The TPS process has also allowed for the change management that is necessary to be part of the process. Early in the discovery phase, we held a one-day retreat with a professional facilitator including between 25-30 members of the Service to talk about the potential of social media use within the TPS. Similar to what he did with the “risk-averse” group mentioned above, Deputy Sloly gave the people gathered there permission to reject the entire notion at the end of the day. Instead, we created greater buy-in. The two-month long discovery phase served to create even greater buy-in as we had dialog with the stakeholders. So much so, that in the months since, upon hearing of the project, others have asked to be included if they hadn’t been, according to Gray.
Constable Mills, who is well known to become frustrated when others don’t move at his pace, called the process “painstakingly in slow motion” but acknowledged that the time taken to educate everyone involved has paid off, “This is a significant accomplishment, and has been called a ‘cultural revolution’ by some of those involved. The payoff and potential for increased community safety in Toronto and worldwide is well worth the time and effort,” he said.
Strength of governance is key and the TPS has all the pieces in place ie: three procedures (communications, investigations, cyber-vetting) to give guidance to the practitioners and a monitoring process as well as an open-minded culture of encouragement rather than discouragement.
The TPS team members in charge of the project from the Deputy Chief on down also understand that flexibility is paramount to success. Anybody who uses social media to any degree has learned that change is inevitable and one must be ready. The fact that, with few exceptions, they are all using the tools themselves speaks volumes to their ability to embrace this notion. But they know too that there will be bumps in the road and that the program will need tweaks along the way. They’ve faced several hurdles already and have overcome them, such as having to abandon the original intention to furnish their people with smartphones due to budget constraints. But they didn’t let that or any other issue kill the project. Their expectations are soundly grounded in reality.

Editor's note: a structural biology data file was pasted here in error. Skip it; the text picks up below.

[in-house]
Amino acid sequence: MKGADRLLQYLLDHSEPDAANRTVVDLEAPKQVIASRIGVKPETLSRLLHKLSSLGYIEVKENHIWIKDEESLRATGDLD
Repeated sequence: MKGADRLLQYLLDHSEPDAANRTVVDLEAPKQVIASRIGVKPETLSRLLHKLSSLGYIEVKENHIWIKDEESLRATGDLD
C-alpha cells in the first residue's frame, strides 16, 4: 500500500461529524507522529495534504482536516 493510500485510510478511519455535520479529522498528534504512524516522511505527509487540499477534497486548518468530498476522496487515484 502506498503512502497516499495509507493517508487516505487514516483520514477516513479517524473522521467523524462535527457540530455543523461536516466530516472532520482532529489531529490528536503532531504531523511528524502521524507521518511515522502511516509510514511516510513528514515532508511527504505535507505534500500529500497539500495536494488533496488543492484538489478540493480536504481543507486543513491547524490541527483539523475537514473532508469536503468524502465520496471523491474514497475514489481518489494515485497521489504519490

Law enforcement around the world has taken note of the Toronto Police Service’s social media successes and now more than ever will be watching the TPS as they continue to break new ground for law enforcement, all in the name of accountability, transparency and customer service. Dozens if not hundreds of agencies across the globe are doing a good job with social media. But the TPS is kicking it up a notch or two by applying a practical yet pioneering strategy and thereby adding real substance to the words “to serve and protect”.
If you want to check out the launch of the TPS social media project, follow #TPSSMLaunch or log in to one of two video streams. The event will be streamed on the Toronto Police Ustream account as well as on on the Toronto Police LiveStream account on July 27 from 2:00-3:00 p.m. for a live video stream of the event and the opportunity to ask Deputy Sloly a question about the project.